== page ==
Truncating is a powerful SQL statement that can quickly delete all records from a table. It is similar to the DELETE statement without a WHERE clause, but it is faster and uses fewer system log and transaction resources. Truncating is a Data Definition Language (DDL) statement, while DELETE is a Data Manipulation Language (DML) statement. Records deleted by the truncate TABLE query statement cannot be restored, so you should be very careful before running the TRUNCATE TABLE query.
Truncating simply unmaps all pages that belong to a table (or partition) and their indexes. This deallocates data pages, reducing resource overhead to record deletions made, as well as the number of locks acquired. Truncating a table does not return free space to the disk; you must perform a SHRINKDATABASE operation for the allocated space to be properly allocated and returned to the disk. In general, TRUNCATE TABLE quickly deletes all records in a table by de-allocating the data pages used by the table.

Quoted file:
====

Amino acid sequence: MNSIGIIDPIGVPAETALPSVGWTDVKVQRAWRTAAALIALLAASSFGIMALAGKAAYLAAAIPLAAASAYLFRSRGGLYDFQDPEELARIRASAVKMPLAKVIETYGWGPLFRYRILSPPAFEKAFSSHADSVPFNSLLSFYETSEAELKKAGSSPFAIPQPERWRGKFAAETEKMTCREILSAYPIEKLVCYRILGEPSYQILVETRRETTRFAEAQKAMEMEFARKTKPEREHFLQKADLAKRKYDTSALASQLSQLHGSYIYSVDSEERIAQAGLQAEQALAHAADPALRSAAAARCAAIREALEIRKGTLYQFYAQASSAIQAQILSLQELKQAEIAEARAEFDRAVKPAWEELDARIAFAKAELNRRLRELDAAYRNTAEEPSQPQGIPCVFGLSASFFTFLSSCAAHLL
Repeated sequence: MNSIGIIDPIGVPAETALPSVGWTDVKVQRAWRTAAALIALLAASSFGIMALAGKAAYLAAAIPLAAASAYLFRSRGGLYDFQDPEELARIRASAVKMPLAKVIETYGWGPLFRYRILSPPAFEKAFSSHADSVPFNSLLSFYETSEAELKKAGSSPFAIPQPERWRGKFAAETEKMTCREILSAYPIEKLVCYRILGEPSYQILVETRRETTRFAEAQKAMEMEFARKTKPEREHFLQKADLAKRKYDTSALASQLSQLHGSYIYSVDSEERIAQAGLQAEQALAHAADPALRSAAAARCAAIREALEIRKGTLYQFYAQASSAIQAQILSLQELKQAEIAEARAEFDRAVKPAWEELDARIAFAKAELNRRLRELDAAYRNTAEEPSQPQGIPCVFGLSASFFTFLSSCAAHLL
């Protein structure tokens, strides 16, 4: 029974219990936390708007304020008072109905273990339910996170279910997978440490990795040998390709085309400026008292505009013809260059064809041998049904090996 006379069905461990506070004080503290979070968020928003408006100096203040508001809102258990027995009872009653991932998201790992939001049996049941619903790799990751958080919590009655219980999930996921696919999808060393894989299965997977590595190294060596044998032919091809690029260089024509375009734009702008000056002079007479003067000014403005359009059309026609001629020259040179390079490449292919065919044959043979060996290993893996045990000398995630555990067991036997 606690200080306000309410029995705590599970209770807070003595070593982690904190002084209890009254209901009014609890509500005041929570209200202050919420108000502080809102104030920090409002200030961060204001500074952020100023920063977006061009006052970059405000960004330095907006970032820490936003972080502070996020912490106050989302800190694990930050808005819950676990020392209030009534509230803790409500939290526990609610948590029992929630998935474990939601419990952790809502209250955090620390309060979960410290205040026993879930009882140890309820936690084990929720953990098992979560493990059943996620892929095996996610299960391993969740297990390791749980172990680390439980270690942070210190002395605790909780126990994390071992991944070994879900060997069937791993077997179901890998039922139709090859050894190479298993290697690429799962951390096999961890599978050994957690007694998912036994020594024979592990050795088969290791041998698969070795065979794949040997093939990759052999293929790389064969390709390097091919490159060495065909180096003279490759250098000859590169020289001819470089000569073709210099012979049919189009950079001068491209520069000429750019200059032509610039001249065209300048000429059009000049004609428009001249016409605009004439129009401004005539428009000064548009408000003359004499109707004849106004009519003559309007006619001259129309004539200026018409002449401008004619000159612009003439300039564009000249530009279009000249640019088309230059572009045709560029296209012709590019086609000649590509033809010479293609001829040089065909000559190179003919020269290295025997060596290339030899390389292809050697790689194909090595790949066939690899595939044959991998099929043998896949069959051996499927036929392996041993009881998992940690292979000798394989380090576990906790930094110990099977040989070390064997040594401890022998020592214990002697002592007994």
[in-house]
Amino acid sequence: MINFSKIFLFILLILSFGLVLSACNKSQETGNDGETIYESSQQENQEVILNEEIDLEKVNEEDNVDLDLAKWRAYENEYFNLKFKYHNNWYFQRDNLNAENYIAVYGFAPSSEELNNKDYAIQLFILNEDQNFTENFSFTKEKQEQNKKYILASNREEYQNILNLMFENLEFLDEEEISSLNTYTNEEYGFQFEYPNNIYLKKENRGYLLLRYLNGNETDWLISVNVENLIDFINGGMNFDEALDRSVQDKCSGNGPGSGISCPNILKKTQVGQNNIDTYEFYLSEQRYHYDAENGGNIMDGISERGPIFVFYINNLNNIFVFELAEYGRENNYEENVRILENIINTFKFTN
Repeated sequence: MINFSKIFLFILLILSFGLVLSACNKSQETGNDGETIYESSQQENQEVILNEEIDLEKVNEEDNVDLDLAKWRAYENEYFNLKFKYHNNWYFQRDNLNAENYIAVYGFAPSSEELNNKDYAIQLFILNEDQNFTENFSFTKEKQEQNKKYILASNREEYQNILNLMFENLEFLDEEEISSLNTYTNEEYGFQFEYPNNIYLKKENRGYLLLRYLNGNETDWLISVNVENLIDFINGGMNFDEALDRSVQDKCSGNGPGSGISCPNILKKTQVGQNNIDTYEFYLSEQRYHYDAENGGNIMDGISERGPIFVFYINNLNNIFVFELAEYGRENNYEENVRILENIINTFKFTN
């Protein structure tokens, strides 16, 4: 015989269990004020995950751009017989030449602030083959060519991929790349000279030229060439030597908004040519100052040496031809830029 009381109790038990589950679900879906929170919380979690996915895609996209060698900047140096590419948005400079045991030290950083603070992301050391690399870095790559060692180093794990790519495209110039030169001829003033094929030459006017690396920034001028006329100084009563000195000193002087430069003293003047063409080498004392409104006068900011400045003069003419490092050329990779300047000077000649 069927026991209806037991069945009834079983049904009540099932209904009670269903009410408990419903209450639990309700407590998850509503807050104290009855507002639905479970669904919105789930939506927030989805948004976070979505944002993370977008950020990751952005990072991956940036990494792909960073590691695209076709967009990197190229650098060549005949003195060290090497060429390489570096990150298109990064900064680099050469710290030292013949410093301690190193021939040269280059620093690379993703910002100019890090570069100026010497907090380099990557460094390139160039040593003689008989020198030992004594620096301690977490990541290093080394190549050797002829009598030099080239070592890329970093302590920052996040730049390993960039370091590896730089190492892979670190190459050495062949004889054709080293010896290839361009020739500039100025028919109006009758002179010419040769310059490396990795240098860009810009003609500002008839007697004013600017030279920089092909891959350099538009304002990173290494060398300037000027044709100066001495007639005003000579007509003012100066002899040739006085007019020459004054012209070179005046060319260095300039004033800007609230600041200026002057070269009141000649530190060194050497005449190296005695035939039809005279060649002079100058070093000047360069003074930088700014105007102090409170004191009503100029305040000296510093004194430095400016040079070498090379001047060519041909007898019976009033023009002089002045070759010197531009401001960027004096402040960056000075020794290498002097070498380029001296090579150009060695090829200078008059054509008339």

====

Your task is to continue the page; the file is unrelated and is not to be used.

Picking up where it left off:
You can incorporate the TRUNCATE TABLE statement into a module, such as a stored procedure, and grant the appropriate permissions to the module using the EXECUTE AS clause. To truncate all tables in the database, you must first remove all foreign key restrictions, truncate the tables, and then restore all restrictions. No, truncating cannot be used with a WHERE clause. You can delete from where, but this loses the speed advantages of TRUNCATE.
In MySQL, there is no way to truncate with the condition. And since you're considering using the TRUNCATE statement, I'm guessing that's because your table is large. The WITH (PARTITIONS (2, 4, 6 TO) syntax causes partition numbers 2, 4, 6, 7, and 8 to be truncated. Truncating always deletes all rows from a table, leaving the table empty and the table structure intact, whereas DELETE can conditionally delete if the where clause is used.
Rows removed by the TRUNCATE TABLE statement cannot be restored and the where clause cannot be specified in the TRUNCATE statement. In conclusion, truncating is an efficient way to delete all records from a table quickly and without affecting any of its indexes, triggers or dependencies.